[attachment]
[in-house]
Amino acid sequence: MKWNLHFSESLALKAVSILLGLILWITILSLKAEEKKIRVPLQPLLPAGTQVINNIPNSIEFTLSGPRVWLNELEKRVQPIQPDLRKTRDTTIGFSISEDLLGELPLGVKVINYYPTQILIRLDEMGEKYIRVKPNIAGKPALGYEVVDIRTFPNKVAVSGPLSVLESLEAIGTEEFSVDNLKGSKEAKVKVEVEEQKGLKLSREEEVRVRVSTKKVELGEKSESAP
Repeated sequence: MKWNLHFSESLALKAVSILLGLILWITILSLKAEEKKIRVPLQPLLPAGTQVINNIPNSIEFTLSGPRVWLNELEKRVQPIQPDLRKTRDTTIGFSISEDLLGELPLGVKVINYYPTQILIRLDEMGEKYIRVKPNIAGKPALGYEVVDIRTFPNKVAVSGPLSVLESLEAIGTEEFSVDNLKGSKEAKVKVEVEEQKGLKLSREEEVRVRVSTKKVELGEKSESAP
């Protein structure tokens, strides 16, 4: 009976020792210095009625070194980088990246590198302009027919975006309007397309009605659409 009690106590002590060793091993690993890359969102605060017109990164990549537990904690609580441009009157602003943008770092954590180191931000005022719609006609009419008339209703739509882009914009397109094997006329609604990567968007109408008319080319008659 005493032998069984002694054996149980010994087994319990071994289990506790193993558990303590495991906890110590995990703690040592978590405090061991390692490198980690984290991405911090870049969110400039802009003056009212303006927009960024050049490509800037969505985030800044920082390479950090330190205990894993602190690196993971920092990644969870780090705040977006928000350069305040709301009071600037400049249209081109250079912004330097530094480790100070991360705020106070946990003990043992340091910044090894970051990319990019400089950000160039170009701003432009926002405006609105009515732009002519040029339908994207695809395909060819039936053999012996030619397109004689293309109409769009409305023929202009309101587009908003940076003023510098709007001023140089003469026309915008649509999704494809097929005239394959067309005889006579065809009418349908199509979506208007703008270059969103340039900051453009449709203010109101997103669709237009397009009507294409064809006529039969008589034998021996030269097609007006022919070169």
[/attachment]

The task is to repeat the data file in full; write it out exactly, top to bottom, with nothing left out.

[in-house]
Amino acid sequence: MKWNLHFSESLALKAVSILLGLILWITILSLKAEEKKIRVPLQPLLPAGTQVINNIPNSIEFTLSGPRVWLNELEKRVQPIQPDLRKTRDTTIGFSISEDLLGELPLGVKVINYYPTQILIRLDEMGEKYIRVKPNIAGKPALGYEVVDIRTFPNKVAVSGPLSVLESLEAIGTEEFSVDNLKGSKEAKVKVEVEEQKGLKLSREEEVRVRVSTKKVELGEKSESAP
Repeated sequence: MKWNLHFSESLALKAVSILLGLILWITILSLKAEEKKIRVPLQPLLPAGTQVINNIPNSIEFTLSGPRVWLNELEKRVQPIQPDLRKTRDTTIGFSISEDLLGELPLGVKVINYYPTQILIRLDEMGEKYIRVKPNIAGKPALGYEVVDIRTFPNKVAVSGPLSVLESLEAIGTEEFSVDNLKGSKEAKVKVEVEEQKGLKLSREEEVRVRVSTKKVELGEKSESAP
């Protein structure tokens, strides 16, 4: 009976020792210095009625070194980088990246590198302009027919975006309007397309009605659409 009690106590002590060793091993690993890359969102605060017109990164990549537990904690609580441009009157602003943008770092954590180191931000005022719609006609009419008339209703739509882009914009397109094997006329609604990567968007109408008319080319008659 005493032998069984002694054996149980010994087994319990071994289990506790193993558990303590495991906890110590995990703690040592978590405090061991390692490198980690984290991405911090870049969110400039802009003056009212303006927009960024050049490509800037969505985030800044920082390479950090330190205990894993602190690196993971920092990644969870780090705040977006928000350069305040709301009071600037400049249209081109250079912004330097530094480790100070991360705020106070946990003990043992340091910044090894970051990319990019400089950000160039170009701003432009926002405006609105009515732009002519040029339908994207695809395909060819039936053999012996030619397109004689293309109409769009409305023929202009309101587009908003940076003023510098709007001023140089003469026309915008649509999704494809097929005239394959067309005889006579065809009418349908199509979506208007703008270059969103340039900051453009449709203010109101997103669709237009397009009507294409064809006529039969008589034998021996030269097609007006022919070169």